You may just be starting school or you may be in full swing. Either way, it's important that you start your relationship with your child's teacher on the right foot. Research indicates that family engagement is a key factor when it comes to a child’s academic success. Make the most of your time when you first meet the new teacher or during Parent-Teacher conferences by doing your homework and showing up prepared with questions and talking points that are relevant to you and your child.
- Make a list of your questions. Sometimes we have a whole list of topics and questions that we’re thinking about, but when we’re put on the spot we can’t recall any of them. Write down your questions to use as a reference during your meeting.
- Write down your child’s strengths and weaknesses. Having an open discussion about your child’s strengths and weaknesses can bring valuable insight to your child’s teacher that she might not have witnessed in the classroom. Also share specific rewards and motivations that you use at home.
- Review your child’s work, grades and progress reports. Pay special attention to teacher communications sent home and how your child has been progressing so far. Walk into the meeting prepared with specific questions or items you want feedback or clarification on.
- Keep the lines of communication open. Ask the teacher about communication preferences. Is he/she available after hours to talk about your child’s progress? Or maybe email works better? Be sensitive to a teacher's schedule and workload when asking for support - praising a teacher's strengths goes a long way in building good rapport.
- What support services are available? How does she handle it if your child needs some extra help? If your child does need extra assistance, what is the school's Response to Intervention process? Is afterschool support available?
- Ask about your child’s reading progress. Although you may have a good idea if your child is reading on grade level (or not), find out about the specifics of your child’s reading skills. Some questions to ask include: When working in a small group with my student in reading, what is an area of strength or weakness that you notice? How is my child’s decoding? Fluency? Comprehension? Vocabulary? How can I help support these reading efforts at home?
- Don’t forget to ask about cognitive skills! Cognitive skills are the foundation for all learning, which makes this conversation so important. Some questions to ask include:
How would you say my child is doing, as compared to peers, in these areas:
Memory: How well does my child learn and remember new information? Does he or she require more or less support than peers? How easily is information retained?
Attention: How is my child’s attention during different types of activities? One-on-one? Small group? Whole class?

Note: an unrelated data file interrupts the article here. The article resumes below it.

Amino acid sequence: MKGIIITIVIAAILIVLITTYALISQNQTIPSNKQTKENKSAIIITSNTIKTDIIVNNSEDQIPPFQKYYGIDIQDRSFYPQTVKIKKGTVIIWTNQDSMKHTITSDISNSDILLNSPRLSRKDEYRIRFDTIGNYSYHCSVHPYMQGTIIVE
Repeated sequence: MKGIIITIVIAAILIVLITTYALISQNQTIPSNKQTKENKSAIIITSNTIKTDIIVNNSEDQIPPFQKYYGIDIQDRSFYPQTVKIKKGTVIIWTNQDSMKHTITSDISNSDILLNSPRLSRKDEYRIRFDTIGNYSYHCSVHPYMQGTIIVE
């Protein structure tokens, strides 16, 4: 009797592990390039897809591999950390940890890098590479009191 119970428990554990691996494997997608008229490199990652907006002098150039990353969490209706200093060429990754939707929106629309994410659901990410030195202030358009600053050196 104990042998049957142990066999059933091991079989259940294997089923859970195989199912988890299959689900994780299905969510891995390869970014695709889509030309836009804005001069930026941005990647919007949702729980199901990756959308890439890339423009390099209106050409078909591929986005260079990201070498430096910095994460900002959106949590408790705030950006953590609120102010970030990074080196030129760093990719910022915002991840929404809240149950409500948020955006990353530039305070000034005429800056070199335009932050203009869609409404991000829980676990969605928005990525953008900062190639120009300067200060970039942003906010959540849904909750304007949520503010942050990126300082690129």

Processing: How well is my child able to “make connections” as compared to peers? In reading, is my child decoding new words, making educated guesses about the meaning of a new word, using background knowledge, or predicting and inferring? In math, is my child showing signs of struggling during computations or retrieving simple number facts? In writing, is my child generating coherent ideas without a lot of support and putting them into words?
Sequencing: How well is my child able to organize his thoughts for writing or explain his understanding of a new concept?
8. How about social skills? Find out how your child interacts with other students in the classroom. How is he without direct supervision? How does he handle conflict with other students? Ask about how you can help to improve his social skills at home.
9. Find out about State Testing & Advancement. Is there a schedule available? Ask your child’s teacher if they have any concerns about your child’s ability to prepare for and take the state tests.
10. Ask how you can help support your child’s academic success (and how you can help support the teacher!). Are there specific ways you can stay informed about what your child is currently learning in school? Can you carry those lessons through in your day-to-day activities with your child? Some teachers have websites to keep parents in the loop; some may send newsletters home or have a specific bulletin board or binder you can check in the classroom. Coming to your teacher with supportive questions can go a long way. Keep in mind that teachers are under significant pressure and it goes a long way to acknowledge what they're doing for your child and the others in their class. You are on the same team!
In addition to this list, you can print out our Top 10 Brain-Based Questions for Your Child's Teacher. If you have any concerns about your child falling behind or about his academic performance before Parent-Teacher Conferences, don’t wait! Contact your child’s teacher right away and arrange a meeting earlier.
Having an open line of communication with your child’s teacher is so important, both to your child’s academic success as well as to your involvement in your child’s academic career. You may also find out about parent volunteer opportunities and planned field trips, so that you can see how your child interacts with his or her peers and teachers in a natural setting. Take advantage of this opportunity to work together with your child’s teacher to set him up for a successful school year!